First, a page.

Friday links: admin vs. you, what makes for good exploratory research, and more

Also this week: the pluses and minuses of preregistering your research, does more pressure to publish really make publication bias worse, the first “man on the street”, and more.

From Jeremy:

Andrew Gelman on what makes for good exploratory research. I think this is really important to think about. On the one hand, there are strong arguments that hypothesis development is at least as important as hypothesis testing, and that both are badly degraded if you try to treat the former as the latter (intentionally or not). On the other hand, exploratory studies can be done badly even when they’re not disguised as confirmatory studies. The fact that a study is exploratory doesn’t get it off the hook for being badly thought out or poorly designed or boring or whatever. And there’s the somewhat orthogonal question of whether we need to publish more exploratory studies, and if so in what form. Brian and I chatted about this a long time ago in the comments here.

Margaret Kosmala preregistered one of her research projects. Her thoughts on the pluses and minuses.

The senior guy in my field acts like a total jerk sometimes. What should I do?” From economics, and somewhat specific to that field, but much of the advice generalizes.

“While centralized staff often create more work for faculty members, localized staff reduce it.” Yup. (ht Frances Woolley)

Quit saying that one field is “broader” than another.

A long while ago I linked to a PNAS paper by Fanelli and Ioannidis, finding that publication biases in the “soft” behaviorial sciences are stronger in the US than in other countries. I was far from the only one who paid attention; the finding went viral and has become a key piece of evidence that higher pressure to publish leads to publication of shoddier research. I recently learned that the finding has been questioned: it doesn’t hold up under an alternative, at least equally-reasonable method of analysis. In reply, the authors argue that the original result is robust. I’m not comfortable adjudicating without digging into the original data myself (though I confess I don’t really see the signal I’m supposed to be seeing in the graphs in Fanelli & Ioannidis’ reply…). Just wanted to pass it on for interested readers. (ht Andrew Gelman)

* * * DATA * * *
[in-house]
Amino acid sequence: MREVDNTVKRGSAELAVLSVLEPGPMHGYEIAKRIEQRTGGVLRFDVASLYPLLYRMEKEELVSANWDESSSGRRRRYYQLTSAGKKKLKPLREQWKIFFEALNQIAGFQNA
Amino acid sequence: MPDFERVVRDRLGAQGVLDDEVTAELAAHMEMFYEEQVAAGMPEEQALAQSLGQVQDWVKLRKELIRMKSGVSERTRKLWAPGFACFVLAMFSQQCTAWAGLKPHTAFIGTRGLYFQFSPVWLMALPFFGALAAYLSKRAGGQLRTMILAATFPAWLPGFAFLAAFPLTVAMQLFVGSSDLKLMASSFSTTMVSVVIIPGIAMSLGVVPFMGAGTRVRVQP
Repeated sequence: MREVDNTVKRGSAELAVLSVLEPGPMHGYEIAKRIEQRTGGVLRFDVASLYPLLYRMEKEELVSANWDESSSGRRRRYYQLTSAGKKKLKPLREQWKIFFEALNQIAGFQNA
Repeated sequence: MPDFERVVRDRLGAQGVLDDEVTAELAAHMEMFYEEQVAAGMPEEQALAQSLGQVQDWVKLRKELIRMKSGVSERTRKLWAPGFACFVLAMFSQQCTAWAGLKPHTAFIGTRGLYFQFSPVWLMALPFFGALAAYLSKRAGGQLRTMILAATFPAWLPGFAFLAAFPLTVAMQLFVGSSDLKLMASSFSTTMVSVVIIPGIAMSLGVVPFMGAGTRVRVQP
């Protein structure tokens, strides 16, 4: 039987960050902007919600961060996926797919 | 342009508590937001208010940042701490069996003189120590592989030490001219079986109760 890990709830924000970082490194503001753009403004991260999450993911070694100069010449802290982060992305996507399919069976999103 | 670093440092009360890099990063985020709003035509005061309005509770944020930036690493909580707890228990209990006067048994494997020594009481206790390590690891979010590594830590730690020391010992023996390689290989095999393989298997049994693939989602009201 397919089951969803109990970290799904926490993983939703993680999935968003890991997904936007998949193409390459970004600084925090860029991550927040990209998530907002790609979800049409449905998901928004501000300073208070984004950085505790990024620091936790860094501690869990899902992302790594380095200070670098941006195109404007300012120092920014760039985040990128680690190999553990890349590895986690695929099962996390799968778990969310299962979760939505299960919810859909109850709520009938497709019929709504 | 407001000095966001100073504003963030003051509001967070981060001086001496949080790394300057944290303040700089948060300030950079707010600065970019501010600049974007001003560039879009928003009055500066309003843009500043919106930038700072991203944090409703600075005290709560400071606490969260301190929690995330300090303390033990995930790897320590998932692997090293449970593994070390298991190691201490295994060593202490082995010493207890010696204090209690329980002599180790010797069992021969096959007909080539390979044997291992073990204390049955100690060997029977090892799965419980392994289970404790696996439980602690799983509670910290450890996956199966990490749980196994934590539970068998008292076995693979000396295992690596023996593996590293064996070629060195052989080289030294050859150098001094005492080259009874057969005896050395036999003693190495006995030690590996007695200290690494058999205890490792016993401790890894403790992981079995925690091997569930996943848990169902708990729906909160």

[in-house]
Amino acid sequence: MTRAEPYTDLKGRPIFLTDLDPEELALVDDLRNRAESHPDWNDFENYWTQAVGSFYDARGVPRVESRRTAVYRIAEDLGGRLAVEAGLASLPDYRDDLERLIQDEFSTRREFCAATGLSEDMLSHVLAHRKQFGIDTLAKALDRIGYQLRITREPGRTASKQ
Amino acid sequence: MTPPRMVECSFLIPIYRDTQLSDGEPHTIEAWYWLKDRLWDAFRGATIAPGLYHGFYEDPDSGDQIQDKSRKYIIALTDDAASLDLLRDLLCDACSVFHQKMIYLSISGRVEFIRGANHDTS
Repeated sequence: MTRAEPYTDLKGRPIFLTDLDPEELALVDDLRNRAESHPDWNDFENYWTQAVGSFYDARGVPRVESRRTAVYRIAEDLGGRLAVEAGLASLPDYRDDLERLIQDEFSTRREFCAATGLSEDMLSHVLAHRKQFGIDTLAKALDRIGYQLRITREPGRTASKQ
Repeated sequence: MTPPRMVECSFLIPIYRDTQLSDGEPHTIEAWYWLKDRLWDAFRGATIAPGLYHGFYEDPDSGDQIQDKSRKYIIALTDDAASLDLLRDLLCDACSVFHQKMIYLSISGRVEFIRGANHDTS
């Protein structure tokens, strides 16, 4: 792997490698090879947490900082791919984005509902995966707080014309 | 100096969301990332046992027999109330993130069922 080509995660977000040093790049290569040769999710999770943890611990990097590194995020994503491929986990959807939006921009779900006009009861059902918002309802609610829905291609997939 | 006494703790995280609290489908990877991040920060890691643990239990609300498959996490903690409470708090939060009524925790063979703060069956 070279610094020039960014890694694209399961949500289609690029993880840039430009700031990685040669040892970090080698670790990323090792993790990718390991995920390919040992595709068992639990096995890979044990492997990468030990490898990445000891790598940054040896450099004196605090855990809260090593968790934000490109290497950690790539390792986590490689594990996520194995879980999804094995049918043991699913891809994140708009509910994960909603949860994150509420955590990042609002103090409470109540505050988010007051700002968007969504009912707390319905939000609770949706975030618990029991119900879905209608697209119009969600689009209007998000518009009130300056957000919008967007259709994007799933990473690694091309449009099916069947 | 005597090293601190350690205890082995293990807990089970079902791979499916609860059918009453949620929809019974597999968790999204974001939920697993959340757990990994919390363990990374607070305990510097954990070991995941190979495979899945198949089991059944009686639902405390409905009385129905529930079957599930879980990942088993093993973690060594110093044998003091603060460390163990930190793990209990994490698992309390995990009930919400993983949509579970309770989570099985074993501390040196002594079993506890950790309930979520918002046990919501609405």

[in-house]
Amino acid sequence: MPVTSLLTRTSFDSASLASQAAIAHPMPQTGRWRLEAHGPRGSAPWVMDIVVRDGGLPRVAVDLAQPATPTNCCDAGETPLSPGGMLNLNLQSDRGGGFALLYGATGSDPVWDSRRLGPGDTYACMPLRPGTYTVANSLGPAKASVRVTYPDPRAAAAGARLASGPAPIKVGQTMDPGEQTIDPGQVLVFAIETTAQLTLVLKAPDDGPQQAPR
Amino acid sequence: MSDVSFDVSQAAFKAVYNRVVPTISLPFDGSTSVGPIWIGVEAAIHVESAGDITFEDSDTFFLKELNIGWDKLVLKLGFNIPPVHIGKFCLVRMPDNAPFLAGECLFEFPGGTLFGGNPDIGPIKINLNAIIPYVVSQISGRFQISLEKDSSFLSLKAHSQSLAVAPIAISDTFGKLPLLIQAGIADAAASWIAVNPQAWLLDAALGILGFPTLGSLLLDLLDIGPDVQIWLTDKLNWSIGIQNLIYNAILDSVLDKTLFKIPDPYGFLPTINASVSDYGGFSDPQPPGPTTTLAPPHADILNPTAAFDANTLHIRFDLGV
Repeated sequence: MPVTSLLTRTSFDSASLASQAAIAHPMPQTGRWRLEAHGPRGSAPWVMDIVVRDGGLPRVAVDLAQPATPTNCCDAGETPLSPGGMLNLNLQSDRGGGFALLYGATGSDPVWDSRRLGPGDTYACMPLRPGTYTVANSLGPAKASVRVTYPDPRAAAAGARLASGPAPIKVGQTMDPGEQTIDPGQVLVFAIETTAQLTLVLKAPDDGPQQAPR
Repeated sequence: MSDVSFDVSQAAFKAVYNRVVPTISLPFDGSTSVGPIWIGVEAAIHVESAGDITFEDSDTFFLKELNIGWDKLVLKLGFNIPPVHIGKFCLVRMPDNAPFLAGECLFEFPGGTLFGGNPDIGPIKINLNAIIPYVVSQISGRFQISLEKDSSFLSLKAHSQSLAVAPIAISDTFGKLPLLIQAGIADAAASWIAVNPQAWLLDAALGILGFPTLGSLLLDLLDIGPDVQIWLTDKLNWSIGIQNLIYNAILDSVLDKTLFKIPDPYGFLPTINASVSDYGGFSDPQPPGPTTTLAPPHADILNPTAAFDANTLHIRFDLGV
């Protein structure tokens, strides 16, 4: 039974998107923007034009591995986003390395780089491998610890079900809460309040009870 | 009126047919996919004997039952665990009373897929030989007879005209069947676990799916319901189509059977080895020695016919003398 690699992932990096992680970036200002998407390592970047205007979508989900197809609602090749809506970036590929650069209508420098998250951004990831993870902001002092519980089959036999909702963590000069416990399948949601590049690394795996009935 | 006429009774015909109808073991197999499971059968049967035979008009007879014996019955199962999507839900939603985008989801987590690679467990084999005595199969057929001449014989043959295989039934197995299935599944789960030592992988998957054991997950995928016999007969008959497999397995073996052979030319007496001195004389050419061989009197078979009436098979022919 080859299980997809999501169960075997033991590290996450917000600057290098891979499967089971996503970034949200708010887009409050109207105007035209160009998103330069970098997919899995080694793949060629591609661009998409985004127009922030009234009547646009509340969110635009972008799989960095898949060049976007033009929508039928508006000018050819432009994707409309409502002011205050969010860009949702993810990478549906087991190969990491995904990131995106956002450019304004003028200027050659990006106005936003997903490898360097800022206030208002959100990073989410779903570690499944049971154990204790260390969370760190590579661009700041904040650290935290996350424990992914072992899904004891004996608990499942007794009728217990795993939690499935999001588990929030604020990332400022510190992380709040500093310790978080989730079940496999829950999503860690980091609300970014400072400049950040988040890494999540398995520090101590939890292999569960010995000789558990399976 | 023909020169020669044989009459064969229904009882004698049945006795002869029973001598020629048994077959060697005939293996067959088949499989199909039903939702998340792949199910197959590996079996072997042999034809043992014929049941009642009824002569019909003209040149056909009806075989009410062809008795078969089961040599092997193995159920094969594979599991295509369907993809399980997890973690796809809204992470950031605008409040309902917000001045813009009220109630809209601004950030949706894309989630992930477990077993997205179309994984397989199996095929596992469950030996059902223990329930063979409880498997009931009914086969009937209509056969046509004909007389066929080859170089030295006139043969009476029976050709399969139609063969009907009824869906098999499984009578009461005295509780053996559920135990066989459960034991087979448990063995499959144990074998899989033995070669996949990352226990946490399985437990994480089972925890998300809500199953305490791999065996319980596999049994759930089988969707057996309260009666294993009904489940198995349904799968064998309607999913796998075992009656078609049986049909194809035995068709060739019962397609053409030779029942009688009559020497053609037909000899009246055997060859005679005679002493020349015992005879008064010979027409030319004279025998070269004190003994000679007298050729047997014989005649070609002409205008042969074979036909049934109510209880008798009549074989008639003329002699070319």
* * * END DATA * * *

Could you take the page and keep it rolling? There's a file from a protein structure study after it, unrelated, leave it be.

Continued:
The Dutch Royal Academy is holding two special elections to which only women can be nominated.

The first reference by a scientist or mathematician to the importance of being able to explain one’s work to “the man on the street” has been traced. (UPDATE: link fixed)

7 thoughts on “Friday links: admin vs. you, what makes for good exploratory research, and more

  1. RE: exploratory studies
    I would think that for exploratory studies of ecological questions the regional publications (Southeastern Naturalist et al.) or some society journals (Copeia) would be the perfect outlet.

    • The Gelman link and Brian’s early praise of exploratory studies are on the mark. I think this comment reflects a common misunderstanding of exploratory studies generally and a common opinion that exploratory studies are not of broad interest. By contrast, many papers published in top ecology and evolution journals are exploratory; they are embedded (naively?) within a hypothesis driven Intro and discussion because this is how the fields teach and mentor students (hypothesis driven research!). Most of these hypotheses I would consider extremely weak and fuzzy so just about any result is a “prediction”. On my more cynical days I wonder how many of the “predictions” are results that become predictions as the patterns emerge during the data exploration.

      • I think you, Brian, and I all agree that publishing exploratory studies dressed up as confirmatory studies is a bad idea.

        “On my more cynical days I wonder how many of the “predictions” are results that become predictions as the patterns emerge during the data exploration.”

        Years ago I linked to a sobering/depressing study in the business literature that looked at a whole bunch of dissertations in the field, and at the papers arising from those dissertations. People quite commonly dropped, revised, and even reversed their “hypotheses” when going from the dissertation to the published version, as needed to make the data match the hypotheses.